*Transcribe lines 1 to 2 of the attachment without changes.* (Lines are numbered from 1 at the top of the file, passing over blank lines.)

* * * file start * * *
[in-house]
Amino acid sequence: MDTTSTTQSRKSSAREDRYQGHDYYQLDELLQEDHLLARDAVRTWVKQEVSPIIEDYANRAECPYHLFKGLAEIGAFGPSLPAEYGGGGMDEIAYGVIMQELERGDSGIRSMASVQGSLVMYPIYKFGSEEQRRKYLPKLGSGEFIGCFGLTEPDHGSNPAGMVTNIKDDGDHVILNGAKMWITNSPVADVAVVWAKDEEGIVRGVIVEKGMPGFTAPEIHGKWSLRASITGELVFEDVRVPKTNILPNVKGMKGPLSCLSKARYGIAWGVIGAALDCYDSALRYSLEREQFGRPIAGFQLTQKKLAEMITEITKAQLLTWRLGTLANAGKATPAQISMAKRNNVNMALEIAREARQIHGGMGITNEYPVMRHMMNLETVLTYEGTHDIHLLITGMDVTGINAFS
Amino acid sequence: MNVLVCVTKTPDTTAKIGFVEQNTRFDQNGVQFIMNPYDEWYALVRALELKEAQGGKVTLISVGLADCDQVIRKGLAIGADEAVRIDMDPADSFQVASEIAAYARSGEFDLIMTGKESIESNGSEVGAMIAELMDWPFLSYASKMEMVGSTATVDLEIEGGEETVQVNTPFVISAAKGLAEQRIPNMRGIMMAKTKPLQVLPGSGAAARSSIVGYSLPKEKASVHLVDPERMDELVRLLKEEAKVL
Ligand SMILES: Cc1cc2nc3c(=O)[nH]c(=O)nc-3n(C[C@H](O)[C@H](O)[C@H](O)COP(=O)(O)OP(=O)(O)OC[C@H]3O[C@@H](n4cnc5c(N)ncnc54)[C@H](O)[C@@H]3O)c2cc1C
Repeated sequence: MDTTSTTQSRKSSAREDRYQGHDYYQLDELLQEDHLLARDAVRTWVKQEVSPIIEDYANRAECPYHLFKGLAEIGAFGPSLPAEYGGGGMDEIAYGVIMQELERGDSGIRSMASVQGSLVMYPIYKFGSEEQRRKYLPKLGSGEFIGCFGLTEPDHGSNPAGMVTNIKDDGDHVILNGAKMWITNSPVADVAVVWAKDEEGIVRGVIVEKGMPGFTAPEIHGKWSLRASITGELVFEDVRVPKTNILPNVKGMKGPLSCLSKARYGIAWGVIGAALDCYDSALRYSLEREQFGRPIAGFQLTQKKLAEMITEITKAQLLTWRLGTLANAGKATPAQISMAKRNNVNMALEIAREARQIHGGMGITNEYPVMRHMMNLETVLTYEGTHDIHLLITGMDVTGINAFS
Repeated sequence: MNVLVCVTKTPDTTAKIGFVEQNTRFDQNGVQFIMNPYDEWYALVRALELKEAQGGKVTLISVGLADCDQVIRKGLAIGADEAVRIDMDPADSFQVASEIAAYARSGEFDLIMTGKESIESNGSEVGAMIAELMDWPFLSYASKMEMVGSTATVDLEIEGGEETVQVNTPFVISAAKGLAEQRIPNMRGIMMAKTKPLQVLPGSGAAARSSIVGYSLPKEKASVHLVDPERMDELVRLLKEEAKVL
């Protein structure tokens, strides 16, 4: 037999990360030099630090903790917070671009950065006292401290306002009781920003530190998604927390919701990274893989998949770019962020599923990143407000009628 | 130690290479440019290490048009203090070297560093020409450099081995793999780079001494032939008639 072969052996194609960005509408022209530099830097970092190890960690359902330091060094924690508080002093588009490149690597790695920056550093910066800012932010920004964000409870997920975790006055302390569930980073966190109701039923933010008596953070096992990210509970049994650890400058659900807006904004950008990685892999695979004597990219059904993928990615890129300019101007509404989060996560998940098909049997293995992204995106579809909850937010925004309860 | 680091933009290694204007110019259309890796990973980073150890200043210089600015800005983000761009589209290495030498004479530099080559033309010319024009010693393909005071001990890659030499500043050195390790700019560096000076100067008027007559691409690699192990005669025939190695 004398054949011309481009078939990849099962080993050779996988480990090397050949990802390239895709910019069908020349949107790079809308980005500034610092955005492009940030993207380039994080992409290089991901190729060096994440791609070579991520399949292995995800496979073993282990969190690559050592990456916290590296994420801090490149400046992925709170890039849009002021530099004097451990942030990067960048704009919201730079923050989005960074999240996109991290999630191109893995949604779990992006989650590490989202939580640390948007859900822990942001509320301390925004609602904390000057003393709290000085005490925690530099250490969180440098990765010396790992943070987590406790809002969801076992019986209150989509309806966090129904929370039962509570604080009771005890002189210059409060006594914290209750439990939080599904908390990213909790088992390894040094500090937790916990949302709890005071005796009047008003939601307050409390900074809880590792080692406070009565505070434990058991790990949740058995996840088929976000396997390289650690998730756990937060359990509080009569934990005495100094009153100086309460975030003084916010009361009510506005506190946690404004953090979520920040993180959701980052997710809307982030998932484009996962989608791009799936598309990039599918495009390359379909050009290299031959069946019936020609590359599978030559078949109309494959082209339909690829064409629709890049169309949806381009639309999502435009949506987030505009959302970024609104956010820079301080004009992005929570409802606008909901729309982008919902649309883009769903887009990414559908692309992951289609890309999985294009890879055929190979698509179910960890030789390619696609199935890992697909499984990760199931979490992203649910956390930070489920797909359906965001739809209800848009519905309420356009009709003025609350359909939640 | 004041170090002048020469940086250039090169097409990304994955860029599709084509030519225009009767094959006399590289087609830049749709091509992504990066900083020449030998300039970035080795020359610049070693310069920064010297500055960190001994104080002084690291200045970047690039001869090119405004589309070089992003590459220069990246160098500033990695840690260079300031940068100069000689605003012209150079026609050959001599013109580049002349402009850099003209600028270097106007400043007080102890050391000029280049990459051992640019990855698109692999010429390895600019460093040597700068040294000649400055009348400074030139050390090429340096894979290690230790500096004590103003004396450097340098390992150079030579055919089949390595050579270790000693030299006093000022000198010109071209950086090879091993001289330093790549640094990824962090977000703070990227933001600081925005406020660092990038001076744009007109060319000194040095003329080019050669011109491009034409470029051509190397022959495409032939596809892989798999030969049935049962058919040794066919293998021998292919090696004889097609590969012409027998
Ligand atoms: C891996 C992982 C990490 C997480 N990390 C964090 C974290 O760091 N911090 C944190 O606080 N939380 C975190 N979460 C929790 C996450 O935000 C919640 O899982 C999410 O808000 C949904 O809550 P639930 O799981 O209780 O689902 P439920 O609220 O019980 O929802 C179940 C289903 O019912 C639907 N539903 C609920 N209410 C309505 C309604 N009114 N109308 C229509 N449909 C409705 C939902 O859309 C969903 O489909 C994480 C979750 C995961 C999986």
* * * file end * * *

[in-house]
Amino acid sequence: MDTTSTTQSRKSSAREDRYQGHDYYQLDELLQEDHLLARDAVRTWVKQEVSPIIEDYANRAECPYHLFKGLAEIGAFGPSLPAEYGGGGMDEIAYGVIMQELERGDSGIRSMASVQGSLVMYPIYKFGSEEQRRKYLPKLGSGEFIGCFGLTEPDHGSNPAGMVTNIKDDGDHVILNGAKMWITNSPVADVAVVWAKDEEGIVRGVIVEKGMPGFTAPEIHGKWSLRASITGELVFEDVRVPKTNILPNVKGMKGPLSCLSKARYGIAWGVIGAALDCYDSALRYSLEREQFGRPIAGFQLTQKKLAEMITEITKAQLLTWRLGTLANAGKATPAQISMAKRNNVNMALEIAREARQIHGGMGITNEYPVMRHMMNLETVLTYEGTHDIHLLITGMDVTGINAFS